NORTH CAROLINA
Someone Fishy Named Wanda

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Wanda Nichols Covington, 36, and her brother, Thomas Nichols,Jr., 32, share a tighter bond than most brothers and sisters — thebond of felony charges. The two were recently arrested for tryingto commit auto insurance fraud, according to North Carolina'sInsurance Commissioner Wayne Goodwin.

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According to an arrest warrant, Covington is accused of filingfalse paperwork in May 2009 with Progressive Insurance Company. Inher report, she claimed that her 2007 Hyundai Sonata had beenstolen from her home. Progressive promptly paid her more than$11,000 for the loss.

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When the car turned up partially burned a short time later,though, North Carolina Department of Insurance investigators wereinformed of it and went to work. After conducting an investigation,they determined that Wanda Covington's car had never been stolenand alleged that she hired her brother to dispose of her car forher.

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Thomas Nichols, Jr. was charged with obtaining property by falsepretense, insurance fraud, and felony conspiracy. His sister, WandaCovington, was charged with felony obtaining property by falsepretense, insurance fraud, and felony conspiracy. Both were placedunder $10,000 unsecured bonds their county's sheriff'sdepartment.

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OHIO
Octofraud

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It may not be surprising that insurance fraud is on the rise,but a recent investigation in Ohio has set the bar high forpunishing low-life fraud suspects.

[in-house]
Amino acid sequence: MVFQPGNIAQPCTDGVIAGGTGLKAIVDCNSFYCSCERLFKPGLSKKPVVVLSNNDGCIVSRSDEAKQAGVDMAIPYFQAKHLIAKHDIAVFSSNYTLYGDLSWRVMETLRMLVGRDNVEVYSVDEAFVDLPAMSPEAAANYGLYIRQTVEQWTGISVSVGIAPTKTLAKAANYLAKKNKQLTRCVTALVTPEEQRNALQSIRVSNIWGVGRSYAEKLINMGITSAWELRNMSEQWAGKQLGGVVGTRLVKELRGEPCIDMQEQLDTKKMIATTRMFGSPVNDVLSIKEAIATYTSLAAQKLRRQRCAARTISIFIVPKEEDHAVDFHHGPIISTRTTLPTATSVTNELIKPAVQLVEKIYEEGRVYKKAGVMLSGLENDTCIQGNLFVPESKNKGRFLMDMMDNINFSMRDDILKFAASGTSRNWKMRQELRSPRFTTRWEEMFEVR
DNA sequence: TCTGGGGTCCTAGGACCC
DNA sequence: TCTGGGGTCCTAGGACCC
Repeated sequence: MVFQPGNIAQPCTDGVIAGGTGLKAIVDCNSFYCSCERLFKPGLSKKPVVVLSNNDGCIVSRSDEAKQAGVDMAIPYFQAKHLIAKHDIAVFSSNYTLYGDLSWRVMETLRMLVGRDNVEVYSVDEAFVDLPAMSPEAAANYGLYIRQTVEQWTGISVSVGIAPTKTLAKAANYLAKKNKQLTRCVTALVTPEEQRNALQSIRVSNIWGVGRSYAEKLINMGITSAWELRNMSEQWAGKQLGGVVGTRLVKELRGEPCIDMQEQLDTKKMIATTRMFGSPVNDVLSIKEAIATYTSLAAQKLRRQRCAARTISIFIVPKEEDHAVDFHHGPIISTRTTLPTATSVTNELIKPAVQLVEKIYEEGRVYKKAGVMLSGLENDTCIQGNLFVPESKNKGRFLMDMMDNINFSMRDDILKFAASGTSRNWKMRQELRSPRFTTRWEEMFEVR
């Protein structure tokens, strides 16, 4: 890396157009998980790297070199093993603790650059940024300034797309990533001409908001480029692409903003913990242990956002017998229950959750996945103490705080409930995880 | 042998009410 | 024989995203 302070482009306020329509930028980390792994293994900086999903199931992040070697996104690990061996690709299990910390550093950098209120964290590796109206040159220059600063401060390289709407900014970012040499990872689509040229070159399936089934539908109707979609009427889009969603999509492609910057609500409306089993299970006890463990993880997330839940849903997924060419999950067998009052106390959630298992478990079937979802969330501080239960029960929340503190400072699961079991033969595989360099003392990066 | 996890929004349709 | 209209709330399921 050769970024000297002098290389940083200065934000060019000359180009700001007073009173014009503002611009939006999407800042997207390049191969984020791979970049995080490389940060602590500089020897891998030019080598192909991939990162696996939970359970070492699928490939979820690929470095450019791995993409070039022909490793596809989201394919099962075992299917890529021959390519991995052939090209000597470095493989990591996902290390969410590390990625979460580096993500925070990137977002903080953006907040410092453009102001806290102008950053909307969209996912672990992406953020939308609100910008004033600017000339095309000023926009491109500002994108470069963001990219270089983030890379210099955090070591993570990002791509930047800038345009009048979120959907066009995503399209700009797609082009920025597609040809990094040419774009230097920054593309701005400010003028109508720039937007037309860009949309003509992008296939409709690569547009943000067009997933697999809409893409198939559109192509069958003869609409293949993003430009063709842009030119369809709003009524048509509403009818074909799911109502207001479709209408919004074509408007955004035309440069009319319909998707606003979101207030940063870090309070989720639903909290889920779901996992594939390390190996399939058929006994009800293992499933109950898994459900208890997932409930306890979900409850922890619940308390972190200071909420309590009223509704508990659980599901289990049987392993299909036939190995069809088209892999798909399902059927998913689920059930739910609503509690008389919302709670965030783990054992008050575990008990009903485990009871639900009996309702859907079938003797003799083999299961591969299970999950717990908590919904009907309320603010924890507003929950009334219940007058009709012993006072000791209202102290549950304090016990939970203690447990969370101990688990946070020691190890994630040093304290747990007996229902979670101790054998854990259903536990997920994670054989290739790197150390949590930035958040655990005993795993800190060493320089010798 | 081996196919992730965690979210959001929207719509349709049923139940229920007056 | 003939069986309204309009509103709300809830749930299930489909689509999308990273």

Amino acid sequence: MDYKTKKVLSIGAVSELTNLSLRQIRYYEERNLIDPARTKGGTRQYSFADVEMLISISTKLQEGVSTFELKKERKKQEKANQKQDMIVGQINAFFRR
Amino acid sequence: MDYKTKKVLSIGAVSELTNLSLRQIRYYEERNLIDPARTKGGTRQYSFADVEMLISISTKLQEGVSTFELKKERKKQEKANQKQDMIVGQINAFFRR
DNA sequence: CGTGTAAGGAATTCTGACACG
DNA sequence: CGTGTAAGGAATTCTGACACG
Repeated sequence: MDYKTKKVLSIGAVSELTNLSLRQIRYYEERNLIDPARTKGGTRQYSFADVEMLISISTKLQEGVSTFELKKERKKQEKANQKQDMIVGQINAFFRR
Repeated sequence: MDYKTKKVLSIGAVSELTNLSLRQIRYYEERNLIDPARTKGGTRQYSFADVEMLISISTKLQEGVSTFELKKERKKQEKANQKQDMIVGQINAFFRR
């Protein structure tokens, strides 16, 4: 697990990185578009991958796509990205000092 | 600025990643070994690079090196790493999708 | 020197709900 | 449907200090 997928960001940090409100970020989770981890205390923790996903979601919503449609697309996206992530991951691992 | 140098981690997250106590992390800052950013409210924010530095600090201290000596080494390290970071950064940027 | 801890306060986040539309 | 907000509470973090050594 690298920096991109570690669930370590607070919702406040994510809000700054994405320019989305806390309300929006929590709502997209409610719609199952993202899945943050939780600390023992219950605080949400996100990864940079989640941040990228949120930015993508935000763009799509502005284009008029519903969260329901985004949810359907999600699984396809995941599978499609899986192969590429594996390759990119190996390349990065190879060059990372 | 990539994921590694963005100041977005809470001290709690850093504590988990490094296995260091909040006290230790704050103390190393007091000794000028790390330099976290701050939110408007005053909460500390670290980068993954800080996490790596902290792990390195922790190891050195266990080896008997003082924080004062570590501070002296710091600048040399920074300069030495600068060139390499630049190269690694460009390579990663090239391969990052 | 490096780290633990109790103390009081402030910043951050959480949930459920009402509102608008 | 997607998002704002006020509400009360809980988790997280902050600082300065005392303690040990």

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The Ohio Department of Insurance and a number of other agenciestracked down three individuals, each with a long list of insuranceclaims. Luther Watts, and Lysandrous Mullins, Jr. of Ohio, andPatricia Mullins of West Virginia, have filed claims for just abouteverything, including acts of arson, theft, auto accidents, anddisability claims.

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Investigators were right to be suspicious, as it was alsorevealed that the three suspects were running schemes through localcar dealerships. Using fraudulent documents and employmentinformation, the suspects bought cars at the dealerships and tookout credit disability insurance.

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Soon after obtaining the vehicles, the suspects would contacttheir insurance carrier and report an injury or disability. Inorder to maximize the length of time the insurance company wouldhave to pay on the vehicle, the suspects would alter disabilityforms obtained from their provider and submit them to the insurancecarriers.

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As it turns out, it's the three suspects that will end up payingthe maximum for what they did. Each of the three is charged witheight counts of insurance fraud.

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